I first met Angelo Reyes in 2008, at a Senate hearing on high oil prices. We never had any opportunity to talk prior to that, not even at the height of EDSA 2. We talked about the oil deregulation law and the rising prices of petroleum products. He invited me, through a hand-written note that he signed, to attend the Energy Summit that was organized by the Department of Energy. I found that to be an unexpected but nice gesture. I bumped into him again early last year, at the Senate lounge and we again discussed the topic of high oil prices.
My mom once told me that Angelo Reyes was the brother of the mother of my ninong sa binyag.
Angelo Reyes’ death comes as shock to everyone, coming as it is, at the height of congressional inquiries into corruption in the Armed Forces of the Philippines. Reyes, who was AFP chief of staff during the early years of the Arroyo administration, and who served as cabinet defense, interior and energy secretary, throughout the entire Arroyo administration, was accused of receiving some P50 million in pay-offs at the end of his stint in the AFP.
The most disturbing part of Reyes’ death is not just the manner of death, but the circumstances surrounding it. The congressional probe has revealed corruption to be systemic and systematic , emanating from the highest levels of the military hierarchy, and just recently, involving civilian officials like the former head of the House Defense Committee.
Up until yesterday, the Senate probe into corruption has implicated Reyes’ wife in the purchase of real estate in the United States, along with several trips to the US. The Senate probe wanted Reyes and his wife to appear before the hearings. Reyes earlier sought the inhibition from the investigation of four senators. He has not appeared before the body since last week.
We sympathize with the late general’s family in their time of grief. The loss of a family member is always hard to bear. Their request for privacy at this time should be honored.
Concerns have been raised as to the impact of Reyes’ death on the hearings on corruption. How will this impact the officers who have testified and who have yet to testify? How will the concerned committees now proceed with inviting and questioning certain personalities?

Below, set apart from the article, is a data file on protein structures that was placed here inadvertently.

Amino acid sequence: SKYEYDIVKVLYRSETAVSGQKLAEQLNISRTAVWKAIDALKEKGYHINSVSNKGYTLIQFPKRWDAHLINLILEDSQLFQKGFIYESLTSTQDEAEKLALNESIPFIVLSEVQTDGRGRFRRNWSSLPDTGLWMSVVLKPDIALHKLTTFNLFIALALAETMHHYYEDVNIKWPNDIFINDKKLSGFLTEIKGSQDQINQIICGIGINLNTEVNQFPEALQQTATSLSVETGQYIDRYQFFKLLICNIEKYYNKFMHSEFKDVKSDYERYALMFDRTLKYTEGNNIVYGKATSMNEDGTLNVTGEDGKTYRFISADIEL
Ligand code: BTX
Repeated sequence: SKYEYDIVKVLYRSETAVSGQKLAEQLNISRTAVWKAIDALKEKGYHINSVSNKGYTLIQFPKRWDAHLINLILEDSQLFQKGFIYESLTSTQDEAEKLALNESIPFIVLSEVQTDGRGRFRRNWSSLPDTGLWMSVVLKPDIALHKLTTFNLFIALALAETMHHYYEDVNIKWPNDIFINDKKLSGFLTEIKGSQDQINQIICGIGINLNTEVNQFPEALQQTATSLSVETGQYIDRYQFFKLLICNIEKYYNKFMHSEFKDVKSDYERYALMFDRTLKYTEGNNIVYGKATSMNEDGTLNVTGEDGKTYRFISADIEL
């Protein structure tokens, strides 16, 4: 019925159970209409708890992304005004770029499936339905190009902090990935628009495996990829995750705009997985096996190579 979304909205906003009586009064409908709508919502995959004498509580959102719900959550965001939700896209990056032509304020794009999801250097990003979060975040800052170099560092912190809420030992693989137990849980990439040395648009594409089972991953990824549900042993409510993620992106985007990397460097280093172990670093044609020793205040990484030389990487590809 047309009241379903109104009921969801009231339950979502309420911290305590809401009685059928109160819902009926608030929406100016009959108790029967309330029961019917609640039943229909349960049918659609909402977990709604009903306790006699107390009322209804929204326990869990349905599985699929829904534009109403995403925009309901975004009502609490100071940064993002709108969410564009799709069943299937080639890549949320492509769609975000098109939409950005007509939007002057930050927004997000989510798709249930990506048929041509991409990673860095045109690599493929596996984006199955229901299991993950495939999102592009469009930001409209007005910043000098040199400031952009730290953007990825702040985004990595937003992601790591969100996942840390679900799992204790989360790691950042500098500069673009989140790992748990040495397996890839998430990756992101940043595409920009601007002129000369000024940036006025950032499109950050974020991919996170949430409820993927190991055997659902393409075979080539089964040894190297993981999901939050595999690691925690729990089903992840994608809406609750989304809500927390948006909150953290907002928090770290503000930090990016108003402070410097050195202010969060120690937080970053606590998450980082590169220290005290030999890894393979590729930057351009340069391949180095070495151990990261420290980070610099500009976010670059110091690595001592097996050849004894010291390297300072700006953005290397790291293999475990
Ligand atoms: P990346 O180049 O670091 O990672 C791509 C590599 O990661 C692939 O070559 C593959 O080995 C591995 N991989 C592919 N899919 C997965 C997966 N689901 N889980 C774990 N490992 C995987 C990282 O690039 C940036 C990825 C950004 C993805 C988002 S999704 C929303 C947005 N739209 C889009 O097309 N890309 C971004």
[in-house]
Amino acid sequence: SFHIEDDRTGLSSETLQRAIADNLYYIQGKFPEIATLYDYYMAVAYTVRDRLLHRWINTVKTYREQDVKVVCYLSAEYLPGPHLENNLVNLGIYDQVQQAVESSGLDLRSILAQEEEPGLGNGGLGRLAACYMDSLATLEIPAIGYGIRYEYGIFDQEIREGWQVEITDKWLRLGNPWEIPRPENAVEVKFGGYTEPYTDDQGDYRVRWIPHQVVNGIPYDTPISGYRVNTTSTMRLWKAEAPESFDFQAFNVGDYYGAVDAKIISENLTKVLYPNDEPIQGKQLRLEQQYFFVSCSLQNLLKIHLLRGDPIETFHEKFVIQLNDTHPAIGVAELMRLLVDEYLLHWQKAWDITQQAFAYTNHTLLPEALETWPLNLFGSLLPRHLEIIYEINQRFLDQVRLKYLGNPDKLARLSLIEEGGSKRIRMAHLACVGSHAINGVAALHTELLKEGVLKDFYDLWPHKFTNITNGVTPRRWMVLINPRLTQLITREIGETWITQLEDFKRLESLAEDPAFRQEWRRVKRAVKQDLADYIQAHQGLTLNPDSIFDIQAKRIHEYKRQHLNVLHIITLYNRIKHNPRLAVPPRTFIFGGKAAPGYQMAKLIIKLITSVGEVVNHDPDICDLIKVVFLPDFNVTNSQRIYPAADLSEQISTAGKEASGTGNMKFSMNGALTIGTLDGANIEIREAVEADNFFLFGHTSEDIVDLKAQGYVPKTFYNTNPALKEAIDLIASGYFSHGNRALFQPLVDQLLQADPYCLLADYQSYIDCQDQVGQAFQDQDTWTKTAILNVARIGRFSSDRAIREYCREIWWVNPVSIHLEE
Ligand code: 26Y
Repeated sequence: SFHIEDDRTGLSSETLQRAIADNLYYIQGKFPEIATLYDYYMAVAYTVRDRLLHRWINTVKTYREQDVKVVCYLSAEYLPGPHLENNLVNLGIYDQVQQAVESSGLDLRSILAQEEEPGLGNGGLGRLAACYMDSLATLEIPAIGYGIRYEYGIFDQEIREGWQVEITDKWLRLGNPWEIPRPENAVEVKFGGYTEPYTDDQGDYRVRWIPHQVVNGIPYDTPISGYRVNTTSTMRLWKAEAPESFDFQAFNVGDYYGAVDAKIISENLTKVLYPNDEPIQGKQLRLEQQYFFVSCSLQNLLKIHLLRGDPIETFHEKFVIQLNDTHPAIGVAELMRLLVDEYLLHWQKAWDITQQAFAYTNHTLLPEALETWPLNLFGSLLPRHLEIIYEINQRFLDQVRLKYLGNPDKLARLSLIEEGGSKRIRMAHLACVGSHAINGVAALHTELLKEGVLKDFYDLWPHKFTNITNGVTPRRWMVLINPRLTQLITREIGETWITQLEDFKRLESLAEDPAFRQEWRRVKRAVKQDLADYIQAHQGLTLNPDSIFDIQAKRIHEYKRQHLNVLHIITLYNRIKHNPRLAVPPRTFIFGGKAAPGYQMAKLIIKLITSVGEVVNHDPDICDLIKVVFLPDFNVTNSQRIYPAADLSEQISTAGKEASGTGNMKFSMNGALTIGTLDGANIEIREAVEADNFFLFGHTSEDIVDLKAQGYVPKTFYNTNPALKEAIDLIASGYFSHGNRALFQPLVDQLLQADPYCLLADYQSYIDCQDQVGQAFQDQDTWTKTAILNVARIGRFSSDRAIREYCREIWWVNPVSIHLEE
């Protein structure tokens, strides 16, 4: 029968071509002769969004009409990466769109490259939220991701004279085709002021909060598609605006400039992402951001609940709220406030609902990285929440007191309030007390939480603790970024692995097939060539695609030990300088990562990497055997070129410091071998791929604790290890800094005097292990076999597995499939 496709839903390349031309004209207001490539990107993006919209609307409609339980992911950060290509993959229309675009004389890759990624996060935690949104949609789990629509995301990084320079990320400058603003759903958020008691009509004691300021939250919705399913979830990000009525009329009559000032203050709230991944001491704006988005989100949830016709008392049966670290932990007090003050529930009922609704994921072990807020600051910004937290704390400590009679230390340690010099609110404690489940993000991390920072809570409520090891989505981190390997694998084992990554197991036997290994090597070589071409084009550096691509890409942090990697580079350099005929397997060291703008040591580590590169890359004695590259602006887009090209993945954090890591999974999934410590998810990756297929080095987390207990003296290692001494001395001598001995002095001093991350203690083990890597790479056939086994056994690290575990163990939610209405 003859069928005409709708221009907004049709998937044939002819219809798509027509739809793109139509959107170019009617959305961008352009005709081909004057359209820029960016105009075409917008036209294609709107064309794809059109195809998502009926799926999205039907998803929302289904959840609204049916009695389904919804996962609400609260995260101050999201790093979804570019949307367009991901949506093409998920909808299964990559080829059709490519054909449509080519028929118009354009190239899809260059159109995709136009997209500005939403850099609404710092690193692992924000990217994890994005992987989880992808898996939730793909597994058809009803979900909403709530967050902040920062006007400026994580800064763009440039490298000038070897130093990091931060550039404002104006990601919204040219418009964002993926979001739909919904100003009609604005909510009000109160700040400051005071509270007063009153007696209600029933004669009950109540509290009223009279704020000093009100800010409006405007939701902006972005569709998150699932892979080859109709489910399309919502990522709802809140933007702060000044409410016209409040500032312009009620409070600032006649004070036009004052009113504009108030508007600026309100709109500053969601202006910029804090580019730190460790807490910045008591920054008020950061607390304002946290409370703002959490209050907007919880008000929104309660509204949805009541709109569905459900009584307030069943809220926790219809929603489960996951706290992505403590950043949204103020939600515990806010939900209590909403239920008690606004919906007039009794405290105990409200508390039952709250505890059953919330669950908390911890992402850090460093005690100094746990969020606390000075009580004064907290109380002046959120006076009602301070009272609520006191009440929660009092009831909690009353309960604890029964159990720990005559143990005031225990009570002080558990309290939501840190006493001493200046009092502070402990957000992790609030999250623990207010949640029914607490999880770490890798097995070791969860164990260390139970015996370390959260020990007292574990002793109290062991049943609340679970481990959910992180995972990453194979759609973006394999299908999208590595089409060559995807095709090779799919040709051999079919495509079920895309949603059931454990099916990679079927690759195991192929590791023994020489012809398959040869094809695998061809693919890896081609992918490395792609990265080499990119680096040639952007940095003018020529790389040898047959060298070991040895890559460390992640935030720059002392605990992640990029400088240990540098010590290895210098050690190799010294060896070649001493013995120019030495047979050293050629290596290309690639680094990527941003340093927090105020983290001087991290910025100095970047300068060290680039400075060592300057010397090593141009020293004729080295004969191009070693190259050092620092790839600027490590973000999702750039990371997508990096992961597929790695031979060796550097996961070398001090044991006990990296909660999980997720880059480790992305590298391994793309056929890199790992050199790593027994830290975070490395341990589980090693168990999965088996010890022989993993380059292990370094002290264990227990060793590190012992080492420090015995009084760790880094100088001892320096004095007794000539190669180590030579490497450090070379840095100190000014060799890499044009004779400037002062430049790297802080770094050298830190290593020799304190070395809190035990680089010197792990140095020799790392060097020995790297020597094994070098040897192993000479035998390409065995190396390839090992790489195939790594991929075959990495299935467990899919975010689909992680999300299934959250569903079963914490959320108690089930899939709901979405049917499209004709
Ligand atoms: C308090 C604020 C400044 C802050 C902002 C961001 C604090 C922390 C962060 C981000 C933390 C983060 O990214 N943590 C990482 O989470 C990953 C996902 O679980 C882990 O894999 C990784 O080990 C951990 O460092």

The timing of the probe may consider factors such as giving the family and other concerned people the time to grieve and recover from the shock of Reyes’ death. There is nothing wrong with honoring the request of the Reyes family for privacy during this difficult period. Certain sensitivities will likely cause both the House and Senate to tread carefully in the timing and conduct of the probe.
There are those who seem to have heaved a sigh of relief from the death of Reyes. Former AFP Chief of Staff Dionisio Santiago said Reyes’ act protected the AFP and PMA as institutions. He described the suicide as “an act of courage” and “the best solution so that the AFP will be out of the issue”. For some in the AFP, the death of Reyes should mean the end of the corruption probe.
There are also those media commentators who have criticized the senate hearings as “trial by publicity” which are not in aid of legislation.
For many of us, it is in the interest of justice that the probe must continue and reach its logical conclusion. The probe is already beyond the person of Reyes. It was not just about him, as it was about the corruption in the entire system of the military. As Sen. Miriam Defensor-Santiago, speaking as a lawyer said, Reyes died with the presumption of innocence on his side since he never went to trial. His death, according to the senator, extinguishes all civil and criminal liability on his part. Whatever he knows, he takes with him to his grave.
The death of Angelo Reyes, coming as it is at the height of congressional investigations, is the most compelling reason why we need to know the truth about corruption in the AFP. That this tragedy happened at this time, and after all that has been revealed, should give us a sense of urgency to pursue the probe and demand accountability from our institutions. Those officials who benefitted from corruption should not consider themselves off the hook. That includes the former commander-in-chief. ###
P.S. – GMA’s phone call to Angelo Reyes, 2 days before he died, is another reason why the corruption probe should be pursued. GMA reportedly asked Reyes what his plans were in relation to the congressional inquiries. The interest shown by GMA gives us an idea just how far up corruption may be taking place. There must be something more to that “Hello Angie” phone call.